2018: Another Year of Cinema Come and Gone

This year was a real game changer for a person like myself. To kick things off, it was the first year in which I was able to attend TIFF as a press member rather than as any other audience member. It was a defining moment for myself, though I don’t want to brag a little too much about what happened there. It was just a good year for cinema in general. That’s all I can really say, and I want to bring more attention to the many films that I absolutely loved this year – and so many of them came around this year and so forth. We’re already nearing the end of a decade, and through the good and the bad, the cinema has always been able to provide nothing but the greatest pleasures through and through. Although as we look through the films that have come to define 2018 as a whole, there were many surprises that came along the way just as there were disappointments – all of which came in between the very best and the worst in cinema through the year. So without further ado, let us begin. Continue reading →


The 91st Academy Awards: Comments and Concerns

It has been an absolutely astonishing year for the cinema. But for as amazing a year as 2018 had been, we’re also left with facing one of the most insulting awards seasons to have come by in recent memory. You’d think that given last year’s set of nominees they actually would have been growing progressively better, especially having given a film like Moonlight the top honour for the 2016 ceremony (and a well-deserved one at that), but after the Golden Globes came by, I was already worried that we’d already be in store for one of the absolute worst in recent memory. To think that the Oscars would already have gone far beyond that “popular film” award in order to try and raise their viewership, as if the ceremonies themselves haven’t already been stale enough (i.e. overlong montages praising the industry and shallow activism that amounts to nothing), who knew that we’d be in store for one that was so out of touch – particularly in last year’s amazingly bad timing (with it being only barely ahead of the Olympics rather than in February like they usually were)? As a supposed celebration for the cinema comes by within the year, there are many things here to be concerned about.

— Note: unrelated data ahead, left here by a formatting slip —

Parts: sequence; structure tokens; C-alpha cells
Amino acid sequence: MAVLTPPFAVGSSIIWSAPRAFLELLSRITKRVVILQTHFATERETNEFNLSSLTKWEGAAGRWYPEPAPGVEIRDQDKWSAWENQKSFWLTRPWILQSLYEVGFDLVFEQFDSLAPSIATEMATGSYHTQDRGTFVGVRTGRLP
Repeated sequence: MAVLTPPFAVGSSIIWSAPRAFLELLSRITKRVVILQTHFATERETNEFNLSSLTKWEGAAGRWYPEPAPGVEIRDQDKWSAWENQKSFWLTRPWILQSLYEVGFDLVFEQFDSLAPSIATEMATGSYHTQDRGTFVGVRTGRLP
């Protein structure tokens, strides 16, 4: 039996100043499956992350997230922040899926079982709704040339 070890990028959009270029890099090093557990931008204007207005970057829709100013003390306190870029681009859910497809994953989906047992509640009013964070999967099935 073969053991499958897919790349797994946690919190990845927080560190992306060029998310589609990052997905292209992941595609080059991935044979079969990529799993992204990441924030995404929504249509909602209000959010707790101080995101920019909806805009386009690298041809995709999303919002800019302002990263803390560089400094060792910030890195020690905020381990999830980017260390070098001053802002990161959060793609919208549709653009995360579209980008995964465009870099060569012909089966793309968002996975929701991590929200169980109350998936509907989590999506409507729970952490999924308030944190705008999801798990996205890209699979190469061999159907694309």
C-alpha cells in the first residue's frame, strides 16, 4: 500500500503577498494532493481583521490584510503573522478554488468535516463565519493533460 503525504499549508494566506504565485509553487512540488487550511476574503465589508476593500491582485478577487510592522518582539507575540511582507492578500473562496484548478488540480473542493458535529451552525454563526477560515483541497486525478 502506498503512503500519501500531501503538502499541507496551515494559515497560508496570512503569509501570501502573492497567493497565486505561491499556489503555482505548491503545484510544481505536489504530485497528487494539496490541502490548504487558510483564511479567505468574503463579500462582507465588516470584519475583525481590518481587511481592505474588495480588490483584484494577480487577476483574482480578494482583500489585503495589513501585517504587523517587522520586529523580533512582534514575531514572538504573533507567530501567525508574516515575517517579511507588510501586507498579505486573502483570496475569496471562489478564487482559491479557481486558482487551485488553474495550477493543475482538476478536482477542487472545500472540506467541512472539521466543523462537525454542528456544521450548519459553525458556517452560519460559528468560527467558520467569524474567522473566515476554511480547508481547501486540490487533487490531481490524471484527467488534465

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Alfonso Cuarón’s Roma May be Small, But Every Moment Feels Grand: TIFF Review


This one’s been sitting in my mind for quite a lengthy period of time – perhaps it’s only going to sit there for all I know. But that’s one thing I’ve always loved about a film director like Alfonso Cuarón, because in those long shots we only see life moving the way it is in Roma, yet another impressive effort only continuing a stream of success for the Mexican filmmaker. But of course there’s a lot of patience coming along the way with waiting for a new film by Cuarón, with this being his first film since his Oscar-winning Gravity but it also marks the first time in which he has made a film in his native Mexico since Y Tu Mamá También, with him returning to small-scale filmmaking. But even if that was the case that Cuarón presents with Roma, there’s so much to be admired in this passion project for the Mexican filmmaker – you already feel his personal touches all over this film. That’s what already makes Roma so special, because you feel how special this story is to Alfonso Cuarón.

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